[00:02:34] So the market conditions, obviously, or the conditions out there is you still have a demand for these products, yet you don't have all the resources available or suppliers are shut down. And therefore you have these supply chain disruptions, as I mentioned, with the semiconductors. So, John, link to a Reuters article on Toyota and business continuity. And basically it points out the article itself, the Fukushima disaster kind of got. Companies thinking a little bit about risk management in their organization and that Toyota in particular saw risk and started to have their suppliers store two to six months worth of semiconductors or the components for it. And there are a few things here that I'm going to make a comment on, which is to me, John mentions Lean quite a bit in the article. From my viewpoint, lean is an outcome of the application of Deming's thinking, and I posted on this many times in LinkedIn and other articles that I write, and Dr. Deming helped Japan get back on its feet by teaching them statistical quality control and some of the thinking associated with that developed in Japan during the 1950s, 60s and and on. And so for me, because lean is more of an outcome, it misses, I think, some things when you go back to Dr. Deming's original philosophy, and that is that his system of profound knowledge and before that, his 14 points, the system of profound knowledge made up of primarily systems thinking, theory of knowledge, knowledge of variation and psychology is kind of what he left us.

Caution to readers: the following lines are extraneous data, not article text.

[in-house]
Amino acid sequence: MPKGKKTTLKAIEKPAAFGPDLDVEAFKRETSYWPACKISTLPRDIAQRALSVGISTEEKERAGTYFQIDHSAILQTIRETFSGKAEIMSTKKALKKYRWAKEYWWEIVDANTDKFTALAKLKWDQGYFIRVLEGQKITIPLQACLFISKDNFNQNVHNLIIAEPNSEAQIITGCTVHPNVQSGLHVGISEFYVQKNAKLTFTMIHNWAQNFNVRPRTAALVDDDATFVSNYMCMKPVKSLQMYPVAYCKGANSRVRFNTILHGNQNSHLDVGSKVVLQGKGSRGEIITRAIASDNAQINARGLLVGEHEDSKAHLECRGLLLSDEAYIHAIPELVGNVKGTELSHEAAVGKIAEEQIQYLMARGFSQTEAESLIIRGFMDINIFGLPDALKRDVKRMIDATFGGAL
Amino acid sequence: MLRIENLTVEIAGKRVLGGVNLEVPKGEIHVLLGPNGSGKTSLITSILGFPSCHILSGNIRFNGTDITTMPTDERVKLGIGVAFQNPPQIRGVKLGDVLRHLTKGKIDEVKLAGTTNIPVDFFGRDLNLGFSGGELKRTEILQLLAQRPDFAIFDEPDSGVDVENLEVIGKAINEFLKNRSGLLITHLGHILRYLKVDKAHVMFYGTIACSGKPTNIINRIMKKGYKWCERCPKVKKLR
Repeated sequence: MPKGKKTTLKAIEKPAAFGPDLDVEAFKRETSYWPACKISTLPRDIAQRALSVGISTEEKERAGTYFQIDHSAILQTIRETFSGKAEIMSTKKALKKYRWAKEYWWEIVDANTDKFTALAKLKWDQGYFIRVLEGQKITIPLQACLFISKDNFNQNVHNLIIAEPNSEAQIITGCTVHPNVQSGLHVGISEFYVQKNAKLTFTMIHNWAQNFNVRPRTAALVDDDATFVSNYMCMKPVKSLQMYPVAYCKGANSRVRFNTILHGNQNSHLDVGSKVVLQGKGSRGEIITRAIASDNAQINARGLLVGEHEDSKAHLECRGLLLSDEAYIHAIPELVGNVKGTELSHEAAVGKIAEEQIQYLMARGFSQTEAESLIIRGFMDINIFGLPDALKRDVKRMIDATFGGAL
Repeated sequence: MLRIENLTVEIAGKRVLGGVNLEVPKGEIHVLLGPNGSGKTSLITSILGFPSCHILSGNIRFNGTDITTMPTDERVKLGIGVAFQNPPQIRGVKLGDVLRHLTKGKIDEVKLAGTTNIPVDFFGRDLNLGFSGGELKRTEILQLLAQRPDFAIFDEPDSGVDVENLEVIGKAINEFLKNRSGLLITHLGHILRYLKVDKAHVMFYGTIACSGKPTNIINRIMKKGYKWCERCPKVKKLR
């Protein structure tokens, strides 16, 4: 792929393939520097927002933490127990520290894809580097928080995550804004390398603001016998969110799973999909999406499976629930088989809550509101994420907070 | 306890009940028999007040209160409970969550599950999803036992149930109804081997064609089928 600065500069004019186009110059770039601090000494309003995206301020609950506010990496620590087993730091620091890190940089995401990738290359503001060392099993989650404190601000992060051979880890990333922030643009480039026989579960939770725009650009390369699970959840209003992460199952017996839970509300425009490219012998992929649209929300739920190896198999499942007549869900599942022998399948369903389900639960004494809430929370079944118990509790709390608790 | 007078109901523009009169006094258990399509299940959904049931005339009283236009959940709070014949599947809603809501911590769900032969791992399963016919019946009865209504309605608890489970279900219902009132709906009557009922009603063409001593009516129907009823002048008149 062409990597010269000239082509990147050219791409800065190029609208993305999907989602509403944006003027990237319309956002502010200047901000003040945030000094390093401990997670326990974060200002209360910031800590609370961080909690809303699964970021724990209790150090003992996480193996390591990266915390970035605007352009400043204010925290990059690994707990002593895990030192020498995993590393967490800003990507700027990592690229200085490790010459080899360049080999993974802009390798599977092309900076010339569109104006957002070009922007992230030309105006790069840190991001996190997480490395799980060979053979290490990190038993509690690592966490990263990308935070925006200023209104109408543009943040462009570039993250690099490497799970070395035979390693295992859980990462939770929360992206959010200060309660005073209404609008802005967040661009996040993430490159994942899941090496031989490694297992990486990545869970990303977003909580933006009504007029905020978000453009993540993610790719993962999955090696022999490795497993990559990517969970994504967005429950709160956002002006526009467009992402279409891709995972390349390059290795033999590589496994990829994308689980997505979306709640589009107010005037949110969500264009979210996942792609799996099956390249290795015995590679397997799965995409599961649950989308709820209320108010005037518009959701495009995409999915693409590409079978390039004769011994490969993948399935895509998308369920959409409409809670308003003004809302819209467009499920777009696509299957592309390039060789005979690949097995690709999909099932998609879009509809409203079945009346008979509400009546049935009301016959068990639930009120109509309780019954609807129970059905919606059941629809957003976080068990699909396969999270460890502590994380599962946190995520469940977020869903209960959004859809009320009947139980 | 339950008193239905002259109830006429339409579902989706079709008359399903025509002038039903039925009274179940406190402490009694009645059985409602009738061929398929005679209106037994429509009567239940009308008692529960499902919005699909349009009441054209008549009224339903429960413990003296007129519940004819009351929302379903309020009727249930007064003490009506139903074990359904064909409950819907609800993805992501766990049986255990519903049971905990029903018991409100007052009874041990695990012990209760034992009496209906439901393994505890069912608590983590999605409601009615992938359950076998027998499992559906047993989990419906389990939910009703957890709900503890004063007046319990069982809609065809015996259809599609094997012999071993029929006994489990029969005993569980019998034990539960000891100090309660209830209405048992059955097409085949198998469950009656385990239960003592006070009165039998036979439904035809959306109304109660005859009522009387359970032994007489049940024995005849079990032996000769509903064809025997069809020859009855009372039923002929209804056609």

[00:04:50] Prior to his death in 1993, so to me, if you go back to kind of those basics, I do believe organizations would find new solutions other than trying to copy Toyota or do things associated with that. And I know I bump heads every once in a while with people from the lean community over that. So it is what it is. That's just my belief is that if you go back to Dr., a system of profound knowledge is that that's you could come up with something maybe better. So, you know, John makes a comment in here and I'll just read from the article. I'll post a link to it, which is Toyota learns from results and maintains that knowledge for decades often adapt organizations adapt in the short term and over time lapse into the same systemic recognizes that cause them problems. So a few years later, they fail in a way that would have been prevented if they just learned and kept the improvements from that hard learned lesson. Now, that's a statement packed with a lot of great information, because this is what I see in most organizations as there's no learning, there's reaction for the short term and maybe adjustments to inventories because, oh, that happened.